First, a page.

Hi, my name is Bradley Clifford-Fransman and I am 15 – and have ridden ponies since I was three years old. Over the years I have been quite successful at gymkhana games and I also competed at showjumping. My best result was coming seventh in the National finals of the Oliver Townend Eventer Challenge Championships in 2010 on my wonderful pony Vinura Benjamin, a 14.2hh Connemara.
Turns out, I’m ace at Tentpegging!
As I got older I found that it started to hurt more when I fell off and I considered giving up riding. But then, in 2011, I heard that junior riders previously successful in gymkhana, polo or polocross were wanted to train and make a team to travel to South Africa and take part in a tentpegging competition. I had never heard of tentpegging but I Googled it – and it looked like fun! I applied for training and it seemed I had quite an eye for tentpegging as I was selected to be the reserve for the team!
On returning to the UK the other junior riders in the team decided to go back to their alternative sports but I carried on with the tentpegging, and slowly dropped all my other equestrian events.
Tentpegging is the art of a mounted horseman riding at a gallop and using a sword or a lance to pierce, pick up, and carry away a small ground target, a symbolic tent peg no bigger than 7.5 cm. The sport is thought to be at least 2,500 years old, and harks back to the days when Asian armies relied on their skill with the lance.
The broader class of tentpegging games also includes collecting rings with a lance and a sword (a galloping rider aims to pass the point of his weapon through a suspended ring) and lemon slicing (where the rider tries to cut a lemon suspended from a cord). SLR (sword, lance, revolver) is a multi-skilled class where the rider aims at dummies and pops balloons with a blank revolver. Juniors and novices can also take part in this class using a pricker to pop the balloons.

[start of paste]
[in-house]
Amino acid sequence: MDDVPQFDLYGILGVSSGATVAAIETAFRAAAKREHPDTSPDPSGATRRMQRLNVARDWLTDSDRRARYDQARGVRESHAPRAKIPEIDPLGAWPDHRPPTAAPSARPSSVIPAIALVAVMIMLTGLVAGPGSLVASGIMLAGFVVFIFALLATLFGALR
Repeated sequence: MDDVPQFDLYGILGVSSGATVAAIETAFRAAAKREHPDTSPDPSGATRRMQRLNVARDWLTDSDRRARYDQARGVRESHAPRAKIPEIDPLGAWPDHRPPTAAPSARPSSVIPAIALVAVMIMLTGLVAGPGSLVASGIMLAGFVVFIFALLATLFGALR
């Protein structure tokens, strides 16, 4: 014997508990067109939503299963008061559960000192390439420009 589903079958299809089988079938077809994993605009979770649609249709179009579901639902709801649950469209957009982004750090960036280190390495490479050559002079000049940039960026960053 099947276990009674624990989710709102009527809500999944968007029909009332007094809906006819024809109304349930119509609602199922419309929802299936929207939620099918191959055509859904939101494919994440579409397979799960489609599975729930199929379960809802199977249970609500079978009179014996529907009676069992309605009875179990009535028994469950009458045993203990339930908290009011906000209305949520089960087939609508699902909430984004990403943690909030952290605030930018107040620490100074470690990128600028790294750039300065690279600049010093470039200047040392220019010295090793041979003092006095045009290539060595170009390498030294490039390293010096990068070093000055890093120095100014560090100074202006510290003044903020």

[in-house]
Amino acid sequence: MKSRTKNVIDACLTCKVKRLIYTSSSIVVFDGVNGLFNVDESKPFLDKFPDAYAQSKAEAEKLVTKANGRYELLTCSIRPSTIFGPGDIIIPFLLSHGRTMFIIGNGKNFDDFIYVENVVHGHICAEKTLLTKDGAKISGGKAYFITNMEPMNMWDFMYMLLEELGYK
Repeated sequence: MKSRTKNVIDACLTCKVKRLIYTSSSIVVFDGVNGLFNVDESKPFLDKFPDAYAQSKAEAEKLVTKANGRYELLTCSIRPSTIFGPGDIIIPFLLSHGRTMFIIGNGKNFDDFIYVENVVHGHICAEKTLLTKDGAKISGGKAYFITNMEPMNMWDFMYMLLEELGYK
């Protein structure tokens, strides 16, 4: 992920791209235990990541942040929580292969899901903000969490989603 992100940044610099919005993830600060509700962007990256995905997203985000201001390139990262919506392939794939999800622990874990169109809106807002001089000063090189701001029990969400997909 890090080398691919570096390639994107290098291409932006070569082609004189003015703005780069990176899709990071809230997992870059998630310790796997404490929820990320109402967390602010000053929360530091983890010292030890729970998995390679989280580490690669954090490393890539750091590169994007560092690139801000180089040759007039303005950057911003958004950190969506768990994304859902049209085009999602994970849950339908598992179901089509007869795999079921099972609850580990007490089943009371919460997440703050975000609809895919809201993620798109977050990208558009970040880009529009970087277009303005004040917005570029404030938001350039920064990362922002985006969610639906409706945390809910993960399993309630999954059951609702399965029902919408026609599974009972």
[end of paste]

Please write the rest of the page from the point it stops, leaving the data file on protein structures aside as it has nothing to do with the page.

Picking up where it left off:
To compete in tentpegging you need a secure, independent riding seat, to be able to ride one-handed, be willing to train hard and have dedicated parents! You also need a horse or pony that can gallop. My current horse is a brilliant Appaloosa called China. Competitions take place from April until October, and there are even classes at the Royal Windsor Horse Show!
As I am the only junior at the moment competing actively at tentpegging with the British Tentpegging Association in the UK, I compete against the seniors. During 2012, which was my first full year competing, I came sixth in the BTA Tentpegging League for overall points during that year.
2013 was a very successful year for me. I was fourth overall in the League and I achieved several firsts. It was the first time I was able to compete in the military events (previously I was too young to compete on an army base), and I have started gun training to be able to compete in SLR next season – an exciting opportunity. China has been fantastic during gun training – I am really proud of him for taking it all in his stride. I love my horse so much!
If you would like to have a go at tentpegging, or would like to know more about the sport go to